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Rockwell Medical, Inc. v. Yocum

United States District Court, E.D. Michigan, Southern Division

December 30, 2014

RICHARD YOCUM, M.D., Defendant

Page 637

For Rockwell Medical, Inc., also known as Rockwell Medical Technologies, Inc., Robert Chioini, Plaintiffs: Scott E. Combs, LEAD ATTORNEY, Novi, MI.

For Richard Yocum, M.D., Defendant: Kathleen L. Bogas, Law Offices of Kathleen L. Bogas, PLLC, Bingham Farms, MI; Mami Kato, Sachs Waldman, P.C., Detroit, MI; John R. Runyan, Jr., Sachs Waldman, Detroit, MI.

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Honorable DAVID M. LAWSON, United States District Judge.

Before the Court is the motion by defendant Richard Yocum for a summary judgment of dismissal on the remaining counts of the complaint. Yocum was hired as plaintiff Rockwell Medical Technologies, Inc.'s vice president of drug development, but was fired two-and-a-half years later, in September 2011. Yocum sued Rockwell in California for wrongful termination, but his lawsuit was dismissed. Rockwell then brought the present case against Yocum, alleging that Yocum defamed Rockwell and violated various non-disclosure provisions of his employment agreement by statements made before and as a part of the California lawsuit. Rockwell also contends that Yocum misappropriated its tangible and intellectual property. After reviewing the initial motion papers, hearing the parties' oral argument on September 25, 2014, and considering the supplemental briefs, the Court concludes that the plaintiffs have not identified sufficient evidence in the record to create a triable fact question on any of its contract or business tort claims. Therefore, the Court will grant the defendant's motion for summary judgment and dismiss the complaint.


Rockwell is a pharmaceutical company. It hired Yocum as its vice president of drug development on February 23, 2009. Yocum was responsible for consulting about clinical testing on various drugs and communicating with doctors to market the company's drugs and to monitor clinical

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trials. Yocum signed an Employee Confidential Information Non-Compete and Invention Agreement, under which he agreed not to disclose any confidential or proprietary information.

Rockwell alleges that its relationship with Yocum began to deteriorate in 2010 because Yocum withheld important information from Rockwell regarding drug trials; spent all or most of his working hours conducting personal business and seeking other employment; disclosed confidential information about clinical trials to third parties; and spread false rumors that drugs under testing had not performed as expected or were in jeopardy of not receiving FDA approval. As a result, Rockwell alleges that it lost $50 million in market capitalization, based on the decline in the market price of its stock. Rockwell fired Yocum on September 17, 2011.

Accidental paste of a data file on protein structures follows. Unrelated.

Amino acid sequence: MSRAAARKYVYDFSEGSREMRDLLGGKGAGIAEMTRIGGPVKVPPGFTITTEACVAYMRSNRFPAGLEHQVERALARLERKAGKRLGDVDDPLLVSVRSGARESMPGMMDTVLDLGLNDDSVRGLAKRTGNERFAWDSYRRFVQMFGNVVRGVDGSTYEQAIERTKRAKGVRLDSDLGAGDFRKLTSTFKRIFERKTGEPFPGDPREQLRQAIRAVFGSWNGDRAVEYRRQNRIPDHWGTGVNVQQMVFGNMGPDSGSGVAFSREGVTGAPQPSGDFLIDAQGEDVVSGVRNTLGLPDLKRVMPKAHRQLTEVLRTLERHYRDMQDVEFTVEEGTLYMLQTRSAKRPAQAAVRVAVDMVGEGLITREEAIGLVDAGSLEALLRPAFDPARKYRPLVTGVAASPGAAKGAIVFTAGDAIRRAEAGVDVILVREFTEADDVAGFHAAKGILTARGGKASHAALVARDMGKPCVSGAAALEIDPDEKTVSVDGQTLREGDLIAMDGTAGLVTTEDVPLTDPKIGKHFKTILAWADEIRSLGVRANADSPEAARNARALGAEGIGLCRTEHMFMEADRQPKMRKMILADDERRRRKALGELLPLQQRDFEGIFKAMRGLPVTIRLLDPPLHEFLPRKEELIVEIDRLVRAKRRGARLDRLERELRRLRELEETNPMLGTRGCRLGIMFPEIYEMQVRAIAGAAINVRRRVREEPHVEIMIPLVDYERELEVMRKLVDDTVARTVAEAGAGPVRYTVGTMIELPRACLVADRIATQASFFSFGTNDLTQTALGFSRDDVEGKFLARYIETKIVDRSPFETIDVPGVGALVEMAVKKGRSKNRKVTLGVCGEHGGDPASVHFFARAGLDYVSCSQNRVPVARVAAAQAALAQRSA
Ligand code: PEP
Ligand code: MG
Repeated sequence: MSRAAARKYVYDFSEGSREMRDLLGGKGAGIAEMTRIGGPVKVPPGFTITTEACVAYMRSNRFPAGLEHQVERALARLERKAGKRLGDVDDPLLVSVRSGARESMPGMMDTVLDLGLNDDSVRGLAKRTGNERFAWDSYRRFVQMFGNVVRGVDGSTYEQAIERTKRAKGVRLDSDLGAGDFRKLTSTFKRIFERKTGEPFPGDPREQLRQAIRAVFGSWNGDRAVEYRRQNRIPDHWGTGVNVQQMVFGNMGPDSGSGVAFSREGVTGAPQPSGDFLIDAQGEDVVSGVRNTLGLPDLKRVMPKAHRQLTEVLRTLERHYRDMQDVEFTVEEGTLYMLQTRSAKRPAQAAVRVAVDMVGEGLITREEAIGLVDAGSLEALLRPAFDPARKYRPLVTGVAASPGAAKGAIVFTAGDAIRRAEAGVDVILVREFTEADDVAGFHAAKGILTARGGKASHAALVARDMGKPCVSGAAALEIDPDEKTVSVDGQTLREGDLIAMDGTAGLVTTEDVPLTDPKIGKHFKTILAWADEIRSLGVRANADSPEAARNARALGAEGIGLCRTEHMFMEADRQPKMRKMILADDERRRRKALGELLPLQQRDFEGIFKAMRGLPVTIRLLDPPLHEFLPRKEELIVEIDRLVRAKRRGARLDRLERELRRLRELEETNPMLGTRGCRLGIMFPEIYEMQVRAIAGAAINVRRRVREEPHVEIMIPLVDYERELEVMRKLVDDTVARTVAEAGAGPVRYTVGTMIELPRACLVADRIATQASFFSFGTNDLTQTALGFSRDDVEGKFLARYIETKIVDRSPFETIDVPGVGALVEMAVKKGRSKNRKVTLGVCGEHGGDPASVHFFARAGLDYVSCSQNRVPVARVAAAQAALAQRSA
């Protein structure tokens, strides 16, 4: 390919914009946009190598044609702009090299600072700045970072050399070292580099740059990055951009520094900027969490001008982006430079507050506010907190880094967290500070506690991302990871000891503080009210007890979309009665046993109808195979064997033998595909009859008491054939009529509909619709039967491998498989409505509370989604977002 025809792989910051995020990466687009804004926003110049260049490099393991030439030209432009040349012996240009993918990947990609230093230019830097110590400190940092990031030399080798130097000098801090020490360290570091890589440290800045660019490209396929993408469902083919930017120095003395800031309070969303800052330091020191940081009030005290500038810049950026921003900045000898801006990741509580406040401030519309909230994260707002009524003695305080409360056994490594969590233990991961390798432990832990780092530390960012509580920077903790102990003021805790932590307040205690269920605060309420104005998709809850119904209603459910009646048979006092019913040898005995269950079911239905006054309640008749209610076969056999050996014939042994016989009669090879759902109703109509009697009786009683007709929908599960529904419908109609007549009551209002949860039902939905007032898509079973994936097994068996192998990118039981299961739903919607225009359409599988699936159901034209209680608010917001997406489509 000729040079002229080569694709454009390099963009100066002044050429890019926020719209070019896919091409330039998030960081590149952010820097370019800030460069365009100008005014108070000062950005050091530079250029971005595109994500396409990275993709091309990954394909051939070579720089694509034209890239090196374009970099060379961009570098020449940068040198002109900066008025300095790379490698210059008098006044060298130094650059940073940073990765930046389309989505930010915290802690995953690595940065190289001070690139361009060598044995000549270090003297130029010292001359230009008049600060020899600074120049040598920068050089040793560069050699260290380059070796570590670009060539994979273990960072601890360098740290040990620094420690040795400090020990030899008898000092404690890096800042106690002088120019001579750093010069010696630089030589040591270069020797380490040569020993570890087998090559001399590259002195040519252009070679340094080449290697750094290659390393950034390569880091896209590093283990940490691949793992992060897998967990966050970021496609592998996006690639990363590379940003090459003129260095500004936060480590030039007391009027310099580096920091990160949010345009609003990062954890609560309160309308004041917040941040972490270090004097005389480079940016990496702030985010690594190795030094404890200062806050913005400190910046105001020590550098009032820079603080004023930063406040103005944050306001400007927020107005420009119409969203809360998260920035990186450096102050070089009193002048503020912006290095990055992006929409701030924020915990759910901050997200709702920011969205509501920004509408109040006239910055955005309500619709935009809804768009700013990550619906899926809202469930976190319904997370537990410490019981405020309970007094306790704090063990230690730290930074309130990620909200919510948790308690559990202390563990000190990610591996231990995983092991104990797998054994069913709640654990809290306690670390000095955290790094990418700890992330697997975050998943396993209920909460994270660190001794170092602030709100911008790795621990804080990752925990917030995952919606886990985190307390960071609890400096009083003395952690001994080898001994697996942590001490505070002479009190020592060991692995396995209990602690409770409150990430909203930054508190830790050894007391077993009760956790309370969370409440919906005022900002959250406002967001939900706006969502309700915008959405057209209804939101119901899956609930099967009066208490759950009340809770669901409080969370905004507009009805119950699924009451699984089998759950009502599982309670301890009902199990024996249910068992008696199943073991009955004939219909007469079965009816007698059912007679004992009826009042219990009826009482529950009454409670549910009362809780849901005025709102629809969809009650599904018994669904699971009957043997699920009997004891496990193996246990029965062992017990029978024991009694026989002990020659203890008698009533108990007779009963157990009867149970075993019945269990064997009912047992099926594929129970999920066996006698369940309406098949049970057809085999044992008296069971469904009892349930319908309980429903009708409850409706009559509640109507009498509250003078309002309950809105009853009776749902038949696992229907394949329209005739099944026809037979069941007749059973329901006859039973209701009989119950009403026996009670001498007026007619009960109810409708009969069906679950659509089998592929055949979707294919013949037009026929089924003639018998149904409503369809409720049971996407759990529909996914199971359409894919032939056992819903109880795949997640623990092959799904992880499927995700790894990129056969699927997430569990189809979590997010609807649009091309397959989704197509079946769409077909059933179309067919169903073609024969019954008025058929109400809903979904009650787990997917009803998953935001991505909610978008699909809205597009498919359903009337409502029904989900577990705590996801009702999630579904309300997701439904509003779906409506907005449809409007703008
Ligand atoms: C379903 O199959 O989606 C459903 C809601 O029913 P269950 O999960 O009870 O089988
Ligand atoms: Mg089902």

A. Employee Non-Disclosure Agreement

The parties do not dispute that when he began his employment with Rockwell, Yocum entered into a confidentiality and non-compete agreement with the company. Neither party has made any representation as to whether this confidentiality agreement constituted the entire contract between the parties meant to govern the defendant's employment, but it is the only document evidencing a contract between them that has been made a part of the record. The confidentiality agreement contains the following provisions that are relevant to the plaintiffs' claims:

Through my employment with the Company, I understand that I may be exposed to and entrusted with great amounts of confidential information concerning, among other things, the Company's (a) customer lists, clients, contacts, and prospects; (b) personnel resources and training techniques; (c) business, management, pricing, advertising and financial structures; and (d) other data pertaining to the Company's operations. Such information is highly confidential and represents the property and trade secrets of the Company.
. . .
I hereby warrant that during the period of my employment with the Company, or at any time thereafter, I will not divulge to any other person, firm, or corporation, either directly or indirectly, whether obtained before, during, or after my employment with the Company, the following:
A. The names and/or addresses of the Company's customers, clients, suppliers, business contacts and prospects;